The truth of the matter is that those who are suffering have become pros at hiding their pain. They wear a mask that conceals their struggles from the world. From the outside they may look happy and well adjusted but behind that mask there could be a lonely, exhausted and pained individual.
Why do people feel it necessary to hide their depression from the world? Often, people feel a lot of shame and embarrassment with the fact that they are struggling with any form of mental illness. They don’t want to be a burden to their family, employers or friends.
Because of the lack of knowledge or resistance to change, society still does not put mental illness at the same cause for concern as other physical illness. We should be able to take a couple of days off, pull ourselves together and get right back to the grind of everyday life. But that’s not how depression or mental health works. Unfortunately, because of these unrealistic expectations, people feel like they have no choice but to hide behind their masks.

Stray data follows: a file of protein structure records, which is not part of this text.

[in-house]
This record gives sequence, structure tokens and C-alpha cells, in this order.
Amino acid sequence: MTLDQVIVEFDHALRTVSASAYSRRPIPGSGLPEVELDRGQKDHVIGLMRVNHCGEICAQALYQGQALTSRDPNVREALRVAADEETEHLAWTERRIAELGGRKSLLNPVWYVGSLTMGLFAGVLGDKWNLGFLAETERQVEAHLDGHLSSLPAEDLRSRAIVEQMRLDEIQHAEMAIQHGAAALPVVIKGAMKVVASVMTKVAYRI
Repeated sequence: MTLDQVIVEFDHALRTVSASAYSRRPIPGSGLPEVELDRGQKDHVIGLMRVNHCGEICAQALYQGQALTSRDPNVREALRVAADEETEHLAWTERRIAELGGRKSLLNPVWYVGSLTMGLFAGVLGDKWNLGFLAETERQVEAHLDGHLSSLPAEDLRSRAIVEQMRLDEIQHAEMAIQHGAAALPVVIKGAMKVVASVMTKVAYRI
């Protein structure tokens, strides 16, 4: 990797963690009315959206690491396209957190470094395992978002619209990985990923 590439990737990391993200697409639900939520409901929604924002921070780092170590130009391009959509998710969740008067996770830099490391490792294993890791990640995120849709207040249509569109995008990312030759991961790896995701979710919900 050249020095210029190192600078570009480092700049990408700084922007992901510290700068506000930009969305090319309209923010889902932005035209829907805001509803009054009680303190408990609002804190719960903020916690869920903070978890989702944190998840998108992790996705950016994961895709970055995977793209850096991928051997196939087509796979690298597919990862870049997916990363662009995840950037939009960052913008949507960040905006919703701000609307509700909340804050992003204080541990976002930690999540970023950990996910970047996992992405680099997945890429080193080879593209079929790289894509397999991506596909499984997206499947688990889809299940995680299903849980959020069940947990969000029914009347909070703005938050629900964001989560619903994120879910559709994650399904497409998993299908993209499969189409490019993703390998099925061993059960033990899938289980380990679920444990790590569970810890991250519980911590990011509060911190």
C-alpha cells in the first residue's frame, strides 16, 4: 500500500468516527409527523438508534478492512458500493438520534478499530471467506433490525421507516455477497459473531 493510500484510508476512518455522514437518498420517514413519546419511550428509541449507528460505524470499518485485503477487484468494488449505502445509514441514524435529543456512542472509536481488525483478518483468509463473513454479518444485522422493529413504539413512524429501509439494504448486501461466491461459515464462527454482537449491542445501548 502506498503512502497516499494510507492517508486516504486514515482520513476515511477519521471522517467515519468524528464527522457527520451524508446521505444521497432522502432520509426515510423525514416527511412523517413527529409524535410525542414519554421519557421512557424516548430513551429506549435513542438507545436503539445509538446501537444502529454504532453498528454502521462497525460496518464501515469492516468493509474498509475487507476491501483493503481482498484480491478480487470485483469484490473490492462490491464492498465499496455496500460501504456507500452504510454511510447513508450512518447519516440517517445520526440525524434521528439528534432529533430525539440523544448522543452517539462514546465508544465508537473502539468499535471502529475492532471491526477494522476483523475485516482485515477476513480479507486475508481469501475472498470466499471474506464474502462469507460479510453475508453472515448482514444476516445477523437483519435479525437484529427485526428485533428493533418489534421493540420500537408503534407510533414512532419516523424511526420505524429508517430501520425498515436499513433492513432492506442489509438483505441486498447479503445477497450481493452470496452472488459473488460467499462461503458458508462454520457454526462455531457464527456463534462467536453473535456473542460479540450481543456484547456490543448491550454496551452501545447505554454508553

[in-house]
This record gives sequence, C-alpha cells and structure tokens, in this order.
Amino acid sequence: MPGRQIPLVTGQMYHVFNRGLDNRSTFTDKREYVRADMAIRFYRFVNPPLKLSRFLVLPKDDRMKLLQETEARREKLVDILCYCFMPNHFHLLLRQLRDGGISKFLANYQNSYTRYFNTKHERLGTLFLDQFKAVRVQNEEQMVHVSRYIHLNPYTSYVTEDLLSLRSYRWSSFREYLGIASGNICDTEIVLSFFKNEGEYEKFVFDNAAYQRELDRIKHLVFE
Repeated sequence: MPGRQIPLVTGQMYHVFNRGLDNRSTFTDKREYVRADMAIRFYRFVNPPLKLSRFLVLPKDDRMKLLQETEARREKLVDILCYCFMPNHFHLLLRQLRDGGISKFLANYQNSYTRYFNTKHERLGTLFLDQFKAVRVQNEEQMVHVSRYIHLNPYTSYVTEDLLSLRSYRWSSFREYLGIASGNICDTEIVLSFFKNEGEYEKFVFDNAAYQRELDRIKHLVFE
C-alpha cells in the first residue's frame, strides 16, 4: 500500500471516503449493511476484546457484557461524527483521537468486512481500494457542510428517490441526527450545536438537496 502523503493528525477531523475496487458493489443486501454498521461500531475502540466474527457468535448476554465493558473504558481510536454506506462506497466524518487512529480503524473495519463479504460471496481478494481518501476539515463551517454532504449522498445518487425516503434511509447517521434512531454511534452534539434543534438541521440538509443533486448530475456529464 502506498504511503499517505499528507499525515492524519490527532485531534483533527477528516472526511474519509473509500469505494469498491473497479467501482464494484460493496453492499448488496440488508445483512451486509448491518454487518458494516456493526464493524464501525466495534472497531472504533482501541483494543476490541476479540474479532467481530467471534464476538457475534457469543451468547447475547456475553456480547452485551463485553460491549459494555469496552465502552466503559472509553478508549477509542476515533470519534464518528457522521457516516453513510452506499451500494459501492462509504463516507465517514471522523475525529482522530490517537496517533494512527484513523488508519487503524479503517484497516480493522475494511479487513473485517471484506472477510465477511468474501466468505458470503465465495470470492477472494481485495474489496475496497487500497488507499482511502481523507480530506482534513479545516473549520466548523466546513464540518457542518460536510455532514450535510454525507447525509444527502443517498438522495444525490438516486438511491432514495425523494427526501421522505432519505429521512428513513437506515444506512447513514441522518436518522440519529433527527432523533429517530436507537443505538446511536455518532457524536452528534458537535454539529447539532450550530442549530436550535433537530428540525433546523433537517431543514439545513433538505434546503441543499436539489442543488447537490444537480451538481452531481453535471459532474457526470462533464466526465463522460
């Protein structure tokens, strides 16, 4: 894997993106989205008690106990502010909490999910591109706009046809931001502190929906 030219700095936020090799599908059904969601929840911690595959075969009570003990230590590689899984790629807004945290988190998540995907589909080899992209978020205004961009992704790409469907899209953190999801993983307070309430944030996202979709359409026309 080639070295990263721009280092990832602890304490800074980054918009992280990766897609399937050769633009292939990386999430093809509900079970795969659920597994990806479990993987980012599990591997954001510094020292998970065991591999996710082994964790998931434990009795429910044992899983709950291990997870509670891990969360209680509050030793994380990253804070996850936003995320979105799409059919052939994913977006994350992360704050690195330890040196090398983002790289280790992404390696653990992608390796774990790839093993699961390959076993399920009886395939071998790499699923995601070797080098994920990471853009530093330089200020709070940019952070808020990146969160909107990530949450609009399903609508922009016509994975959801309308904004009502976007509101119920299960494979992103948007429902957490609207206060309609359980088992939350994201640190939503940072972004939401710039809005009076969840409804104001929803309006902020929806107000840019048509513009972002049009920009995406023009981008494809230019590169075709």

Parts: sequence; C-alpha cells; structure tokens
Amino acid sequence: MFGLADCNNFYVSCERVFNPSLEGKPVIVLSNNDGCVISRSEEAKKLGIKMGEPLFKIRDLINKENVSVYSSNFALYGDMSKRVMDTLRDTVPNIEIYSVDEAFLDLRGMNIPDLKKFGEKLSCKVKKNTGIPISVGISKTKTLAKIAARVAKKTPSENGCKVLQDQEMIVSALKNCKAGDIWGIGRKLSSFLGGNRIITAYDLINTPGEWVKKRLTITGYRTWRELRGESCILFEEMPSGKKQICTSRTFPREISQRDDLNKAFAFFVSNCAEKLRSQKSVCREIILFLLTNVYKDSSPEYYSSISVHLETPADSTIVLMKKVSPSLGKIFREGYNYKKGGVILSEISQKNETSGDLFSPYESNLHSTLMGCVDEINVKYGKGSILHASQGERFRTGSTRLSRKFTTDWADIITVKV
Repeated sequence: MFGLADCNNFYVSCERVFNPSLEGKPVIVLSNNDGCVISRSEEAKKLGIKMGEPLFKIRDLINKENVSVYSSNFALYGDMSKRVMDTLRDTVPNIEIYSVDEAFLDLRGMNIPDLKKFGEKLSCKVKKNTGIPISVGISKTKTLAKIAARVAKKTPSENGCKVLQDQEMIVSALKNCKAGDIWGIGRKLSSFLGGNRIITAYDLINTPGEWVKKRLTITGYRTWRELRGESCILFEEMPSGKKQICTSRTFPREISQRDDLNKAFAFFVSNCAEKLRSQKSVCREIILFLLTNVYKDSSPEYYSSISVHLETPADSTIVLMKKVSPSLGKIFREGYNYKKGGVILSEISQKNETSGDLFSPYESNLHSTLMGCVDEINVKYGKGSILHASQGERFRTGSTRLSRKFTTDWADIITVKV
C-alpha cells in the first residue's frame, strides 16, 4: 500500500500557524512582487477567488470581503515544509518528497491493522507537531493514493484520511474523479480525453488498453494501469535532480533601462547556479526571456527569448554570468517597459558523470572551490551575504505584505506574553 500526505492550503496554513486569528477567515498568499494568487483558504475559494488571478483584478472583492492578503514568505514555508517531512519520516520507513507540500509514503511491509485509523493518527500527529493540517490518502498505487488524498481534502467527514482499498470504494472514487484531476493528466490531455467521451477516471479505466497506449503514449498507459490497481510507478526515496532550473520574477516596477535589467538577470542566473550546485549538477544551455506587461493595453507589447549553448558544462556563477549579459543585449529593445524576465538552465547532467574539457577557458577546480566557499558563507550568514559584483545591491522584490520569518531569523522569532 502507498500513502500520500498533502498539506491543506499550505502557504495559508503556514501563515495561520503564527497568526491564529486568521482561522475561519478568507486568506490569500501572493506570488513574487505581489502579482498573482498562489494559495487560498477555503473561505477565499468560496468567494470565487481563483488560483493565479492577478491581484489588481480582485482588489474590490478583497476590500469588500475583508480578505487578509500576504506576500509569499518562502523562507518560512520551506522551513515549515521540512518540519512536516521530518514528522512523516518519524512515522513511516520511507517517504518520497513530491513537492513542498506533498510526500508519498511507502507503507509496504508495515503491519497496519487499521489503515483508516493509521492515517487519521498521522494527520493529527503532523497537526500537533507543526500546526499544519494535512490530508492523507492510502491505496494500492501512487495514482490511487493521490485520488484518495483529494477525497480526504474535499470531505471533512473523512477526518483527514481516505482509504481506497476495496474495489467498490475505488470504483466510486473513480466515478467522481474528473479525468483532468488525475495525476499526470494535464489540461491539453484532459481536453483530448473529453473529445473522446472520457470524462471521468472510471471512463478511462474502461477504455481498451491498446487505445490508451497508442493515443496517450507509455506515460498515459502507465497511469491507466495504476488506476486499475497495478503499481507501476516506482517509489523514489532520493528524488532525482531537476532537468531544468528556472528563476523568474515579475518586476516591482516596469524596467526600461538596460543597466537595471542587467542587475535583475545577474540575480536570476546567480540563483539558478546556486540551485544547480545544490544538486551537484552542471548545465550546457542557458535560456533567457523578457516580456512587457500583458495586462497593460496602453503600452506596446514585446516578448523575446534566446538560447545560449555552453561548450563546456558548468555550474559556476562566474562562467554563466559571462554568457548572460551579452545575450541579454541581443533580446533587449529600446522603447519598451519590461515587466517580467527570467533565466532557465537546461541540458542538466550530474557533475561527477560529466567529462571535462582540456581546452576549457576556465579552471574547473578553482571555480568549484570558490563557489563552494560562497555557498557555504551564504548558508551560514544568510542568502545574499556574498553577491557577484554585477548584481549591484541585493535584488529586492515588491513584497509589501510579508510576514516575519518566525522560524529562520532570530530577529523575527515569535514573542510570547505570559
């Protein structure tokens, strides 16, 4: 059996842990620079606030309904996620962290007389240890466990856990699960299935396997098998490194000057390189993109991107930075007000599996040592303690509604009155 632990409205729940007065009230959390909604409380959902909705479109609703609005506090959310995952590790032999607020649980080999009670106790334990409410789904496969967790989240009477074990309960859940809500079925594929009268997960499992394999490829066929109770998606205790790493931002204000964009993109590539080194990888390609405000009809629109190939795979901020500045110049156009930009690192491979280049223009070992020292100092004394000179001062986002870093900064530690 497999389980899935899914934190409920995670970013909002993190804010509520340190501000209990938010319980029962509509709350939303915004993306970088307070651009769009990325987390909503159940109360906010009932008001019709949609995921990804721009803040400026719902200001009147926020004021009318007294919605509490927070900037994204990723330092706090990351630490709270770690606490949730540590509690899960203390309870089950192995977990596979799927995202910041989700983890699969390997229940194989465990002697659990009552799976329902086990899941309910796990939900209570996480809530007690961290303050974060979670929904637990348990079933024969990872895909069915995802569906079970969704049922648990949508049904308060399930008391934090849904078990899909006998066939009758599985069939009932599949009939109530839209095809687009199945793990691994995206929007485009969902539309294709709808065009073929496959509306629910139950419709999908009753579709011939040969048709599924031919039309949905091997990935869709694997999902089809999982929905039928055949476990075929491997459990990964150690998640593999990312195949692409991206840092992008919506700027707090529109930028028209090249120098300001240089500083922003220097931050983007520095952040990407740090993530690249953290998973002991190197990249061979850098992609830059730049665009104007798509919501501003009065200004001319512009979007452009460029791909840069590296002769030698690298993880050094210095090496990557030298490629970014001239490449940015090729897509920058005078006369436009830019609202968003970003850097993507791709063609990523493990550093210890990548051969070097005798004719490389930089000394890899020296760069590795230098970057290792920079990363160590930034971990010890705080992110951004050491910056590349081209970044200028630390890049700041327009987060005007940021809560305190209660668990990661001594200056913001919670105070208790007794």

If you are finding that you live each day hiding your feelings from the rest of the world know that you're not alone. Ask yourself, are there people in my life that I can trust to confide in about my pain and hurt? Even one person in your life who you can be open and honest with about how you are truly feeling can help lift that feeling of isolation and loneliness. Staying silent with your secret can only perpetuate or worsen your symptoms.
Find a professional (social worker, psychologist, psychotherapist) who can help you navigate through your thoughts and feelings to help free you from your sadness. It’s not until you start peeling away your mask and letting help in that you can begin to feel better.
Lindsay Ross, MSW RSW, is a clinical social worker in private practice in Toronto, Ontario.